President Tayyip Erdogan on Monday accused “economic terrorists” of plotting to harm Turkey by spreading false reports and said they would face the full force of the law, as authorities launched investigations of those suspected of involvement.
Financial stocks felt the full blast of the currency crisis, with some bank stocks falling by over 10%.
The lira currency, which has lost more than 40 percent against the U.S. dollar this year, pulled back from a record low of 7.24 earlier on Monday after the central bank pledged to provide liquidity, but it remained under selling pressure and its meltdown continued to rattle global markets.
The Guardian’s Economic editor says that the direct impact of what looks like an inevitable recession in Turkey would be relatively small because, despite a population of 80 million and strong growth in recent years, the country accounts for only 1% of global GDP.
Eurozone countries run a trade surplus with Turkey but it is small.
In the two previous Turkish financial crises since the turn of the millennium, European exporters have been able to divert their business to other markets.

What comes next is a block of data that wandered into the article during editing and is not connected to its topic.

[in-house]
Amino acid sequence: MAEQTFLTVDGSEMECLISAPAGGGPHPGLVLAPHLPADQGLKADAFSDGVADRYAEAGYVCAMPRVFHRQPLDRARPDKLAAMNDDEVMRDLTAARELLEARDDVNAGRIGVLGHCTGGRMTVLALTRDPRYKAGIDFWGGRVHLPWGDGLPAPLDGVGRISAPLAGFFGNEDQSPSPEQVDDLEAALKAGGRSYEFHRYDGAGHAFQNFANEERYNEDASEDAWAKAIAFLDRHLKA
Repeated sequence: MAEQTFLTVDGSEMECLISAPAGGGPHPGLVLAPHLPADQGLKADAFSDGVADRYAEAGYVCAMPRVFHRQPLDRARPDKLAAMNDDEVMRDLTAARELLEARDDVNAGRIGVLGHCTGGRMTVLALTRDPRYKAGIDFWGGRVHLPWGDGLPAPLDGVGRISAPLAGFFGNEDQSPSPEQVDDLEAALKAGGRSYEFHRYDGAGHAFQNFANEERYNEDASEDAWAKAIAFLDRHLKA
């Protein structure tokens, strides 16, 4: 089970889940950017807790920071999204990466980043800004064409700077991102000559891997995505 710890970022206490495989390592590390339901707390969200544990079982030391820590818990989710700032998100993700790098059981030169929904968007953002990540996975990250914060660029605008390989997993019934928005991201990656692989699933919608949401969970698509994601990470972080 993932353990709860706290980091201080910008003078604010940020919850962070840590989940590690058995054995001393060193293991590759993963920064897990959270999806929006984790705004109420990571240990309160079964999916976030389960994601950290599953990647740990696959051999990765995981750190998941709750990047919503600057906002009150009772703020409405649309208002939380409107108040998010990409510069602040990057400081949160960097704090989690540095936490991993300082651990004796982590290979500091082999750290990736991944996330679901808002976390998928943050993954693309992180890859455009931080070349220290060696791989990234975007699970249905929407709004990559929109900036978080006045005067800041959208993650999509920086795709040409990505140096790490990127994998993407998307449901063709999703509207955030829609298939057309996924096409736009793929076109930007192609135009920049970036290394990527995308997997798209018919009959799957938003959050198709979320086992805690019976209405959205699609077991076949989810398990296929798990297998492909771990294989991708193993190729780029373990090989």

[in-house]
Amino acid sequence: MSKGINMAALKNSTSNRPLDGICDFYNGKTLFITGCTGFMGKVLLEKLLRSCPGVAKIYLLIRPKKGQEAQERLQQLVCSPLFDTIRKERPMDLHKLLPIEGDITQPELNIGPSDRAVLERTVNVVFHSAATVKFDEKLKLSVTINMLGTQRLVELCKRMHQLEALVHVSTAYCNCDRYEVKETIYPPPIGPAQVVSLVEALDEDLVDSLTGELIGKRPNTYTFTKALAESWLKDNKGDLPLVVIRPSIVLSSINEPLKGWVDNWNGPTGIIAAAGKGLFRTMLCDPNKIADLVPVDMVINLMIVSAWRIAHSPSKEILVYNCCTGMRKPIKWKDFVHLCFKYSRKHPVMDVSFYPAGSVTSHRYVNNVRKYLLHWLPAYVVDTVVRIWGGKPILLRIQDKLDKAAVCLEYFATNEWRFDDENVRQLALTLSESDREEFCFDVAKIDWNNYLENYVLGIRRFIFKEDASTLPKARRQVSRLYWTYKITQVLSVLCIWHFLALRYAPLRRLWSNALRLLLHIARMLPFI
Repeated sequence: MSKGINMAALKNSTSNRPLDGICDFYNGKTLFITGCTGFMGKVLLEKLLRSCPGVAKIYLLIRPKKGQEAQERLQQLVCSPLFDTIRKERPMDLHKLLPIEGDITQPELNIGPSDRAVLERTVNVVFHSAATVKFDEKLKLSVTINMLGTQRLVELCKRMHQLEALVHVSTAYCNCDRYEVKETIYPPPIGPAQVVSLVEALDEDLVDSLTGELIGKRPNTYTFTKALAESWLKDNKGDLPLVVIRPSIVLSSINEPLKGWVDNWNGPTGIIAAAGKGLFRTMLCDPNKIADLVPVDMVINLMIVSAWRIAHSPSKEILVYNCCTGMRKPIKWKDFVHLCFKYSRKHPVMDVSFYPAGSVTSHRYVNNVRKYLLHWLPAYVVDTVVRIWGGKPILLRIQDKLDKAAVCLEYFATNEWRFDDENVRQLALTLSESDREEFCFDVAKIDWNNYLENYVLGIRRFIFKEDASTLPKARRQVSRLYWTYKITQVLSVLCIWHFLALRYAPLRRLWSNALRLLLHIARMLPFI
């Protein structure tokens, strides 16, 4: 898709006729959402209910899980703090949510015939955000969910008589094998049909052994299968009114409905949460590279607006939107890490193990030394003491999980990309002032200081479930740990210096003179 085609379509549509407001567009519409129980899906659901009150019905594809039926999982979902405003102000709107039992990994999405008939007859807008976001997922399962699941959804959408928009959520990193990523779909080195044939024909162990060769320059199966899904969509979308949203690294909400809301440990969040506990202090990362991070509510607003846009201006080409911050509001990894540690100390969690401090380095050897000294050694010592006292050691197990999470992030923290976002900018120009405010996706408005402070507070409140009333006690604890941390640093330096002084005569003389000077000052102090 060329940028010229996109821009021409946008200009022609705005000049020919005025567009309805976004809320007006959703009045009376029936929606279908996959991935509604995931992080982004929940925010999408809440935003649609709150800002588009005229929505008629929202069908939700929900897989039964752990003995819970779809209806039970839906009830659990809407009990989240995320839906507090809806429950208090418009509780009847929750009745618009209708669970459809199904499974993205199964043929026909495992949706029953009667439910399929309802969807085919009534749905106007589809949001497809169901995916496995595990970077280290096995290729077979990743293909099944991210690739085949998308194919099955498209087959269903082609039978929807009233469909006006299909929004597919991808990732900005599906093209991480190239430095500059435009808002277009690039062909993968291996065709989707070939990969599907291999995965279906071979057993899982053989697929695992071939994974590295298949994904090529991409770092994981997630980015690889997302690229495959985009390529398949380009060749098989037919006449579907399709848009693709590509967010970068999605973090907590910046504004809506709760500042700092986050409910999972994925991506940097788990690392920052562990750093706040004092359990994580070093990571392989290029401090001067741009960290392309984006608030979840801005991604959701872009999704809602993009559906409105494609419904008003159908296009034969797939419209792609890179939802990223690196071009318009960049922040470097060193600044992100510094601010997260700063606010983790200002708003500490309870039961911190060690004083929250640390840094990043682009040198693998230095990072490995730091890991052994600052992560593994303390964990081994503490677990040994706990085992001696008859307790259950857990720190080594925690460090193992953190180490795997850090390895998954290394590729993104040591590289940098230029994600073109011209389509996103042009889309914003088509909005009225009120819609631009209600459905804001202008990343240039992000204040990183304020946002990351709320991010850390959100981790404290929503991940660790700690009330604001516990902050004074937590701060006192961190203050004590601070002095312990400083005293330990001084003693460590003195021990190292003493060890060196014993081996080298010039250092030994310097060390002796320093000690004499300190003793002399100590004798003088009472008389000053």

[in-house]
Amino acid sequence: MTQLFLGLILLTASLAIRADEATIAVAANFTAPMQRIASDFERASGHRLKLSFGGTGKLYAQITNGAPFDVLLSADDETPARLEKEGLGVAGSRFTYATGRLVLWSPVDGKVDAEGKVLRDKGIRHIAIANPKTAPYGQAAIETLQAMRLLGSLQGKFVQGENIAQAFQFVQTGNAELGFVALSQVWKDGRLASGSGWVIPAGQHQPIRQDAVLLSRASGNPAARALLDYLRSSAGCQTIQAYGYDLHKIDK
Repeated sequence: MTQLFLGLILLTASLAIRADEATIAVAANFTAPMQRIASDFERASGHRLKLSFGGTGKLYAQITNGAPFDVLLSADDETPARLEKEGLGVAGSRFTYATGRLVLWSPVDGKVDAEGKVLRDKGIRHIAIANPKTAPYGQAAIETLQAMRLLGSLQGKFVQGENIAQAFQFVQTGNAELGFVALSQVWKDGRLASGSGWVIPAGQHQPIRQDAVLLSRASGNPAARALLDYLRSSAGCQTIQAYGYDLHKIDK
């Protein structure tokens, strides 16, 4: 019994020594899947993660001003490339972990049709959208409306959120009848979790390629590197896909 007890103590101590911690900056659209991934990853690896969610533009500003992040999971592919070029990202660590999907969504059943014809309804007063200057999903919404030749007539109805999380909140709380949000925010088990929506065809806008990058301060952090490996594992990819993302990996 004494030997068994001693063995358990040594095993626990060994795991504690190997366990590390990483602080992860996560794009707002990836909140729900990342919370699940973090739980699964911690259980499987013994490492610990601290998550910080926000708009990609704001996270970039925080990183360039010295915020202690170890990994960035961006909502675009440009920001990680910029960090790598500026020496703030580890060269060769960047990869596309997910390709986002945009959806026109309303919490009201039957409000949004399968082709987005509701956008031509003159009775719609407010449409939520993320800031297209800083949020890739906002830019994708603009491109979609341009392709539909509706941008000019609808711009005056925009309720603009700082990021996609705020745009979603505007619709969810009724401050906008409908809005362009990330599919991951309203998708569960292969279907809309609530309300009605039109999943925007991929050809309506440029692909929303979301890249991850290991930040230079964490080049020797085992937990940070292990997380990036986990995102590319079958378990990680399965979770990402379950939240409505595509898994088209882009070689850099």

The European Central Bank has expressed concern about potential contagion through the eurozone banking system, with Spain, followed by Italy, the most heavily exposed countries.
A bigger danger is that Turkey’s crisis will spill over into other emerging market economies and there were signs on Monday that other countries seen as vulnerable were coming under speculative attack.
Turkey’s problems are particularly acute because it has more than $300bn of dollar-denominated corporate debt, which is getting more expensive to finance by the day. However, other countries – such as Mexico and South Africa – also took advantage of low US interest rates in the years after the financial crisis to borrow heavily in dollars and saw their currencies coming under pressure. The fear is of a full-blown emerging market crisis.
Some fear their businesses could shut down, while others who support the president say they will buy domestic products and shun goods from abroad. Those who cater to tourists, however, hope that the decline in the value of the currency will bring more foreign holidaymakers to the country.
Report based on Reuters / FT / The Guardian.